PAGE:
Debating the need for petroleum subsidies

Oil rigs in Culver City, Calif.


Kai Ryssdal: Even though Senate Democrats decided a couple of months ago they don't have the votes to pass a comprehensive energy bill this year, Energy Committee Chairman Jeff Bingaman is still fighting the good fight. He introduced a bill yesterday that would force energy companies to generate a certain minimum percentage of green power.

Where it gets sticky is in this evaluation of the bill's chances from one energy analyst, and this is a quote: "We give near zero odds," they said, "for passage of this bill in 2010."

So for now, at least, official government policy on energy is the same it's been for decades. We are a fossil fuel economy and that's what we're going to support, with tax breaks and subsidies that have been in place for a long, long time.

From the Marketplace Sustainability Desk, Scott Tong has more.

Scott Tong: The world's petroleum economy goes back more than a century. So do the petroleum subsidies.

That's the sound of light, sweet crude, pumped from the oldest operating oil well in the world. No, this is not Saudi Arabia. It's Titusville, Penn., north of Pittsburgh. Here, in 1859, a train conductor named Edwin Drake drilled a big hole, in search of oil -- a potentially new, cheap source of fuel for lamps.

Dan Weaver: At that point in time, people kind of thought he was a little nuts.

Local historian Dan Weaver.

Weaver: Their well came in on Aug. 27, 1859, at a depth of about 69 and a half feet. It was from that moment that the industry was truly born.

The song "American Petroleum Polka" played as drillers rushed in, and rig workers, and barrel makers. First the oil was refined into kerosene, and a generation later, into gasoline when the internal combustion engine and automobile hit the scene.

But drilling was costly. So to help the fledgling energy sector, state governments gave companies a generous tax break for buying supplies and building access roads. Without the deduction, the industry may not have taken off, says consultant Kevin Book at Clear View Energy Partners.

Kevin Book: It was really about the economics of doing it at all. It was whether or not the business existed.

The state deduction became a federal one in 1913 -- the same year the federal income tax was ratified. And the write-off has aged well. It's beat back several challenges. And today, federal fossil fuel subsidies in all run about $10 billion a year, more than double those for renewable energy.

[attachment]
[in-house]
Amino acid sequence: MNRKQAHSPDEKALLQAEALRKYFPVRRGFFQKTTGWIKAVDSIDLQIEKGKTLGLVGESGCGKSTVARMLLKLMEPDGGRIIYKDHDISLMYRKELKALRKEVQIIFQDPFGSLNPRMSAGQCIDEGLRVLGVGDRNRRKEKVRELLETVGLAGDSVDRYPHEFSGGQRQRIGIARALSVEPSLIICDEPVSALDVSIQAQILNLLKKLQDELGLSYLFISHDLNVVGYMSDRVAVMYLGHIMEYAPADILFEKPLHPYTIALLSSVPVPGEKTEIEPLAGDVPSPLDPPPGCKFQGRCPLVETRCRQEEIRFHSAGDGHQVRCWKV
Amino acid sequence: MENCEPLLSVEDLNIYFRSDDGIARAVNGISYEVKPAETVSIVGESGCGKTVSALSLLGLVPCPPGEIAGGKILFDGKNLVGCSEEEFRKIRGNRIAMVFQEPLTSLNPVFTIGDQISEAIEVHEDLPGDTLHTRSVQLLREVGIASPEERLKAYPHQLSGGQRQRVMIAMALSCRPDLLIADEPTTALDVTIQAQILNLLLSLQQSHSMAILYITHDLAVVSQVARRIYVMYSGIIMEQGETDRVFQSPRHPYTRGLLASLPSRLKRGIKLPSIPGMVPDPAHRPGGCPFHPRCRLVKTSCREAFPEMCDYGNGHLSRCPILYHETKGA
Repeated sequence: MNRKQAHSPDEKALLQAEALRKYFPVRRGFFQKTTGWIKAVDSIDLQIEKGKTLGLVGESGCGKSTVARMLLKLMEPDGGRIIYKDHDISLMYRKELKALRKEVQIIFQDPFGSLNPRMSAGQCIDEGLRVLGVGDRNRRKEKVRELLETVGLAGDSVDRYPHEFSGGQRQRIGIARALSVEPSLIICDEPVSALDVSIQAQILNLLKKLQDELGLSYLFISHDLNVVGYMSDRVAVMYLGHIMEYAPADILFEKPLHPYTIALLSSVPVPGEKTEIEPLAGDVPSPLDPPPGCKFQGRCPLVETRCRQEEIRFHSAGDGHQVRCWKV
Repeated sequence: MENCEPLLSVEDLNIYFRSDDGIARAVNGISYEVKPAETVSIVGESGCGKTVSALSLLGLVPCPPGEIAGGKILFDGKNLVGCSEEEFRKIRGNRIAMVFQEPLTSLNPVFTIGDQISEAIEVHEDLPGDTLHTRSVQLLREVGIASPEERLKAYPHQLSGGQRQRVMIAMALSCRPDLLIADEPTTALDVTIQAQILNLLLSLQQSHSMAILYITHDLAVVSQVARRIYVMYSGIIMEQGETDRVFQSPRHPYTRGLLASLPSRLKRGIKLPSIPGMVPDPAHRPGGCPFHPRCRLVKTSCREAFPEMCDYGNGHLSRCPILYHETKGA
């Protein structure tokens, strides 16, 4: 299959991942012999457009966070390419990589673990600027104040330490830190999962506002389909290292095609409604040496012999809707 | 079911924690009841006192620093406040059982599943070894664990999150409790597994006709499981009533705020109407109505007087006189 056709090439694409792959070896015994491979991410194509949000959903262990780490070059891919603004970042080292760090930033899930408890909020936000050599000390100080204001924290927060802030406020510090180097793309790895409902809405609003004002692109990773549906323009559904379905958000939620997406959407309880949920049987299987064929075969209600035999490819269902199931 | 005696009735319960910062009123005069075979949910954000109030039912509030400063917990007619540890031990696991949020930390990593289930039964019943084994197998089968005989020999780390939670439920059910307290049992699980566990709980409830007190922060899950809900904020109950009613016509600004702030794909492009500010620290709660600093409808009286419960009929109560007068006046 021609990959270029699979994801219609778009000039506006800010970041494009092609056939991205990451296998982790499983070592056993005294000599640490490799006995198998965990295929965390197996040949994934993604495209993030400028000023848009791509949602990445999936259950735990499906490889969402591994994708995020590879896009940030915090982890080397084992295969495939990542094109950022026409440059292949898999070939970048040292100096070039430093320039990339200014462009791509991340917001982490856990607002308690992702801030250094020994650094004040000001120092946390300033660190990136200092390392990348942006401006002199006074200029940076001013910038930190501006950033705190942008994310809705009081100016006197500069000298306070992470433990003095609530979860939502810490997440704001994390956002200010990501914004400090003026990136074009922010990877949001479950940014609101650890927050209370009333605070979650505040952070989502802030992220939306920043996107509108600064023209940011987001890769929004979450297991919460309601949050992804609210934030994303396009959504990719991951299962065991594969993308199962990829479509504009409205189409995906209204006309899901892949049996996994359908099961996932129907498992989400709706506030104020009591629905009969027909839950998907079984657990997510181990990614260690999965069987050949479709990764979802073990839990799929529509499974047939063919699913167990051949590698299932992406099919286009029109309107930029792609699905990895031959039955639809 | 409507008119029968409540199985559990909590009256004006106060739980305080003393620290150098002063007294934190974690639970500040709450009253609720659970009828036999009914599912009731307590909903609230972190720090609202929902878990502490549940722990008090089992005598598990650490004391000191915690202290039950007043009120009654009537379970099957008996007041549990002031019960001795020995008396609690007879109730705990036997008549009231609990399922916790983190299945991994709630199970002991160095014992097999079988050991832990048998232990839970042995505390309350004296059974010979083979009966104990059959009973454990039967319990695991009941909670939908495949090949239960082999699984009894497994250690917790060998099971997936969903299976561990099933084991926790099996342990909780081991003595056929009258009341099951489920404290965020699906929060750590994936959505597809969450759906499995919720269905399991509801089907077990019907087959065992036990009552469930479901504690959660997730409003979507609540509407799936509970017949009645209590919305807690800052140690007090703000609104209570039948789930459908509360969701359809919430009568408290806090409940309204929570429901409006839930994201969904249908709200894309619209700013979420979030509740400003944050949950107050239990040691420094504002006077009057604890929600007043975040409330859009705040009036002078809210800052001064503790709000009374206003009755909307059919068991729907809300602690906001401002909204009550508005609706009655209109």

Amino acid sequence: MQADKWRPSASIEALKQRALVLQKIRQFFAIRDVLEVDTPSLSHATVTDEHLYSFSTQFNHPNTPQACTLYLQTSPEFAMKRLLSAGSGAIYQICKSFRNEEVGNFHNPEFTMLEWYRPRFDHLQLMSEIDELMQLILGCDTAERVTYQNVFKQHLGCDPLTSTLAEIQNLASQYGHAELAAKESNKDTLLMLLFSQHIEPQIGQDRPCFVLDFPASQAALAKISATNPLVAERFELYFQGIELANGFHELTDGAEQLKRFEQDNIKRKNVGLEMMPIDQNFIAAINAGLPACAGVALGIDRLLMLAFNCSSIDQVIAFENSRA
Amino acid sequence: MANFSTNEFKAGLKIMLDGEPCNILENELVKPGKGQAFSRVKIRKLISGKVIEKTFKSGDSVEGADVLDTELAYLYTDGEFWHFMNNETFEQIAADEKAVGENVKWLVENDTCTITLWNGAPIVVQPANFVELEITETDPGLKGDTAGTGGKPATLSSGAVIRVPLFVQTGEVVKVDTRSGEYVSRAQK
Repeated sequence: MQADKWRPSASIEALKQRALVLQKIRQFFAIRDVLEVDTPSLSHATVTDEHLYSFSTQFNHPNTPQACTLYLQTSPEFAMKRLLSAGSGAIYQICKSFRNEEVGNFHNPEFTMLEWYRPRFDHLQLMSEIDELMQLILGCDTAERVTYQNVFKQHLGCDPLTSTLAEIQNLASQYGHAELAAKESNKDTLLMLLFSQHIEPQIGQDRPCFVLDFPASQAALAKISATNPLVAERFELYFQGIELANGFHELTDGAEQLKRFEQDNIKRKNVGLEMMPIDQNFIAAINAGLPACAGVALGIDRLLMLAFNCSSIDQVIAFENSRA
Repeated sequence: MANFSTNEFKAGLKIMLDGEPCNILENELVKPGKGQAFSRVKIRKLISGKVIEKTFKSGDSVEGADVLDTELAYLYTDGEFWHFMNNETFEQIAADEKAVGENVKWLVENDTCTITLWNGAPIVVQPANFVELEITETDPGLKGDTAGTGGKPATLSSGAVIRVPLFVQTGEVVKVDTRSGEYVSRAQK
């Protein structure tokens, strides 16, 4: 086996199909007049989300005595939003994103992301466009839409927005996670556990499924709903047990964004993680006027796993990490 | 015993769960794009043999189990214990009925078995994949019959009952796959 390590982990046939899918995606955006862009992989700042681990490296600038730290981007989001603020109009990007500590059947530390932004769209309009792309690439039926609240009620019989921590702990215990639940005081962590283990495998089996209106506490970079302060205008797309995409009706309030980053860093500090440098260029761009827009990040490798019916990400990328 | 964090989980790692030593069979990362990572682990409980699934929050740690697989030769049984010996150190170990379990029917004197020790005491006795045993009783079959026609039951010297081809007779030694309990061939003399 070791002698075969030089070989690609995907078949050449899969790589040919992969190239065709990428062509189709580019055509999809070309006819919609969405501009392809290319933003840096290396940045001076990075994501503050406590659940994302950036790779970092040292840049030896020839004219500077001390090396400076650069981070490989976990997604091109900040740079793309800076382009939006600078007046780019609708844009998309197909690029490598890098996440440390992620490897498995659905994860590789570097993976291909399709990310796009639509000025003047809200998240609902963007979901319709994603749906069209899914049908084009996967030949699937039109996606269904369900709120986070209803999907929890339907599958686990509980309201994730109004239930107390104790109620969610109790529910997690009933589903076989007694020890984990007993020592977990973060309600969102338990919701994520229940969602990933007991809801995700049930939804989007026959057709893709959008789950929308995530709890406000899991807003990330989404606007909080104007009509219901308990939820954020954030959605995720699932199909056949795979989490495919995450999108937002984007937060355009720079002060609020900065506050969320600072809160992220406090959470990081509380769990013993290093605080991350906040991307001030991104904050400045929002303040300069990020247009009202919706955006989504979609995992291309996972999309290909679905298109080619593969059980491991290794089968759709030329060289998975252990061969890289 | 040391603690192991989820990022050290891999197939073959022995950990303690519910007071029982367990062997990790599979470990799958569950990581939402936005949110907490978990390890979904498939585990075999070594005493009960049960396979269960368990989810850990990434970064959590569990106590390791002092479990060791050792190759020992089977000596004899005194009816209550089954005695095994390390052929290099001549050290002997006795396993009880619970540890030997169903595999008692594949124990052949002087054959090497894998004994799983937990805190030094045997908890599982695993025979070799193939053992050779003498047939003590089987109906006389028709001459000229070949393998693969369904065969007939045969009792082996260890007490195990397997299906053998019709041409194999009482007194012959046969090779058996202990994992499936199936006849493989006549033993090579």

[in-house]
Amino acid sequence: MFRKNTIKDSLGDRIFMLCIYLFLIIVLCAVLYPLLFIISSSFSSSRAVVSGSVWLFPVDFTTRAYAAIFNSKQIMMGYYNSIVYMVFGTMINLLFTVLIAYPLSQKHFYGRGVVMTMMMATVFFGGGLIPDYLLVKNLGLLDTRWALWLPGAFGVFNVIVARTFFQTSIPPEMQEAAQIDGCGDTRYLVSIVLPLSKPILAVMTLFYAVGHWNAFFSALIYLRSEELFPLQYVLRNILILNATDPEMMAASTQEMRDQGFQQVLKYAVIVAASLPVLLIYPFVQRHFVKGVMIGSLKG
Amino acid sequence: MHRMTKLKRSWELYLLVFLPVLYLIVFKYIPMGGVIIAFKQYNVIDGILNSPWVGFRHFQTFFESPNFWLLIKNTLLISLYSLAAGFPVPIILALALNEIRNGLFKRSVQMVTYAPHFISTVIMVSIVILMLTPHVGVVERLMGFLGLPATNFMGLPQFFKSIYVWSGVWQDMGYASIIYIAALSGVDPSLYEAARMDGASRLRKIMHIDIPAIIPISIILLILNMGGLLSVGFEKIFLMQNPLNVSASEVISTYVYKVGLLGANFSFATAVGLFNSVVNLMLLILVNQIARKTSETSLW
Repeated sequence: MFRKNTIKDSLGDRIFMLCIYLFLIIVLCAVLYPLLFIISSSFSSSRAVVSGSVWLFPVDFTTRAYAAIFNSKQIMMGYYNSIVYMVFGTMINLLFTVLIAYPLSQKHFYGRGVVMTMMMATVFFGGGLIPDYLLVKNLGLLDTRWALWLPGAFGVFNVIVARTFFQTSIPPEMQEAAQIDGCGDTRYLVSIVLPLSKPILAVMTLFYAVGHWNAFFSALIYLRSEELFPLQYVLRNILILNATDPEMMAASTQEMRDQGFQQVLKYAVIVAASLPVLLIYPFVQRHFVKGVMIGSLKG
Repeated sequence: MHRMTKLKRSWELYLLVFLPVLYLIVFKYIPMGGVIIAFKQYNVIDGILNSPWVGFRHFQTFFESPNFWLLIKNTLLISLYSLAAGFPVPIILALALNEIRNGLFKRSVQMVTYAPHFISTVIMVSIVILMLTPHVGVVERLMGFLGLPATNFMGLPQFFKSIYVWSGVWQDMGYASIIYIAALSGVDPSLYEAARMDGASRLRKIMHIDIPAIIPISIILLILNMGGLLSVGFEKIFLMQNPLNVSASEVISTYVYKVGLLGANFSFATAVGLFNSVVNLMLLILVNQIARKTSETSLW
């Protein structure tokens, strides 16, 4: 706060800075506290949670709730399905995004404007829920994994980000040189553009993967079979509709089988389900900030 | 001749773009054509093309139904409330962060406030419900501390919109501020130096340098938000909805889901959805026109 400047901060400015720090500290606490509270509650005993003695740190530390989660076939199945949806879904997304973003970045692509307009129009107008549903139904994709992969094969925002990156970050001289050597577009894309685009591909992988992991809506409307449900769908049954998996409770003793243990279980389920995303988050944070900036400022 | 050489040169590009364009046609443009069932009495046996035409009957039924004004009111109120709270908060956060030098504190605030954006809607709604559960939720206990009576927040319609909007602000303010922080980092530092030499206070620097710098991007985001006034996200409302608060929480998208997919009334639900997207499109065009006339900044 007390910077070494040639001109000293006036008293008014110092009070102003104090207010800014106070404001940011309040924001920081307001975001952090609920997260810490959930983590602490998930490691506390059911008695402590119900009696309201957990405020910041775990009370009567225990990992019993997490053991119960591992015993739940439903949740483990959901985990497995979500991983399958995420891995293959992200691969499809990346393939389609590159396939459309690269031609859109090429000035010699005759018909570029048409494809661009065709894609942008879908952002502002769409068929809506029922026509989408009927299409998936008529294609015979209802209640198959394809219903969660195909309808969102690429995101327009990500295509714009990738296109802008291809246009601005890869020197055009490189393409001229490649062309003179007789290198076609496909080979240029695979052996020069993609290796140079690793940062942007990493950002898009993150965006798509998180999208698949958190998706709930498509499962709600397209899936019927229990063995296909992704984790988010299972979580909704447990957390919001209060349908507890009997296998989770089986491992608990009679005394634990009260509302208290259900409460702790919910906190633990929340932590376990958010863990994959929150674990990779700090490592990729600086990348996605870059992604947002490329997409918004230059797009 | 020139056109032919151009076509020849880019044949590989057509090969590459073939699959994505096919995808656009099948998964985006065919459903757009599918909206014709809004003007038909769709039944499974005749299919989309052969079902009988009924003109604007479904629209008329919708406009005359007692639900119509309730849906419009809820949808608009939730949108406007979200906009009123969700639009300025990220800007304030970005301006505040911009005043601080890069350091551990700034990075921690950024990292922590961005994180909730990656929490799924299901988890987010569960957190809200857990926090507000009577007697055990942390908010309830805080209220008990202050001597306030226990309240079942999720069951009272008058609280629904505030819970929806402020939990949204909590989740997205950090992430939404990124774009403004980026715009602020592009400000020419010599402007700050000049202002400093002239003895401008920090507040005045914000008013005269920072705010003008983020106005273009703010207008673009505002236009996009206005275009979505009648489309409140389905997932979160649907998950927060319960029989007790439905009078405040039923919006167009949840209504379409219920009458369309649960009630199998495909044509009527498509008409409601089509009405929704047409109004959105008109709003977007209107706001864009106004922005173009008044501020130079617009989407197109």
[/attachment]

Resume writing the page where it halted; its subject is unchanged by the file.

And Tufts University economist Gilbert Metcalf says it's time to end them.

Gilbert Metcalf: A hundred years later, I think that it's time for these industries to leave the nest and stand on their own two feet. Congress never has the right exit strategy to figure out how to phase things out.

Subsidy backers say it's the worst time for a phase-out -- because another hydrocarbon boom is afoot.

Once again, in western Pennsylvania: This drill rig is going a mile down for vast quantities of natural gas encased in rock. Energy companies consider this a game-changer.

Pittsburgh native Jeff Ventura is the CEO of drilling company Range Resources.

Jeff Ventura: The biggest discovery I've ever associated with is right back in my hometown, and almost literally right beneath the house that my mom still lives in today.

To drill here, in what's called the Marcellus Shale, Range builds new roads to accommodate its heavy trucks. The costs are all deductible, helping the company cut its federal tax bill to almost zero, according to BusinessWeek. In other words, Range takes more than a third of its income and plows it into gas production instead of paying Uncle Sam.

Ventura: And with that we've discovered fields like the Marcellus, that could be 500 trillion cubic feet of gas. Second largest gas field in the world.

An oil industry study says a firm like this would still eke out a profit without key subsidies. But at this diner in hard-hit western Pennsylvania, the point is jobs -- the gas boom is creating an estimated 100,000 of them.

Gravel supplier Barry Fink helps drilling firms pave access roads.

Barry Fink: We need investment here to keep the jobs here. And the only way you're gonna encourage -- whether it's a small business, an entrepreneur, or a larger company -- to do that, is through certain select tax breaks.

At the same time, non-partisan experts say the tax breaks are speeding up the depletion of energy resources, and are propping up smaller companies that otherwise would not be in business.

Again, Tufts economist Gilbert Metcalf.

Metcalf: Does the tax credit lead to more drilling than we'd see otherwise? I think the answer is, yes it does.

This fall, many federal lawmakers want to cancel historic drilling subsidies in favor of tax breaks for renewable energy. If that happens, the question is, will it take another century to ask if those tax breaks have outlived their usefulness?

In western Pennsylvania, I'm Scott Tong for Marketplace.

About the author

Scott Tong is a correspondent for Marketplace’s sustainability desk, with a focus on energy, environment, resources, climate, supply chain and the global economy.